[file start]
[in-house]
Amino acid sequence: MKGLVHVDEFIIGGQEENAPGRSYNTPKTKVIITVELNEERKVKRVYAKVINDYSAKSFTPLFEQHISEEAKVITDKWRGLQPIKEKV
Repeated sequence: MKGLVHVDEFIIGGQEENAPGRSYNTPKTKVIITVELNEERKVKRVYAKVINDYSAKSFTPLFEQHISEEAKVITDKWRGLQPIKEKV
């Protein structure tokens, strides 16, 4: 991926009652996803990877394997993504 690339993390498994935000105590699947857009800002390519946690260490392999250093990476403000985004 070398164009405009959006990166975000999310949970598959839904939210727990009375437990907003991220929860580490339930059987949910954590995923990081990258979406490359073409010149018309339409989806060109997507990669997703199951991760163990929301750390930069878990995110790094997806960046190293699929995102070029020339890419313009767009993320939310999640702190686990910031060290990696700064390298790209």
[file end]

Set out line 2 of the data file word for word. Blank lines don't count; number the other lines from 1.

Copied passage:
Amino acid sequence: MKGLVHVDEFIIGGQEENAPGRSYNTPKTKVIITVELNEERKVKRVYAKVINDYSAKSFTPLFEQHISEEAKVITDKWRGLQPIKEKV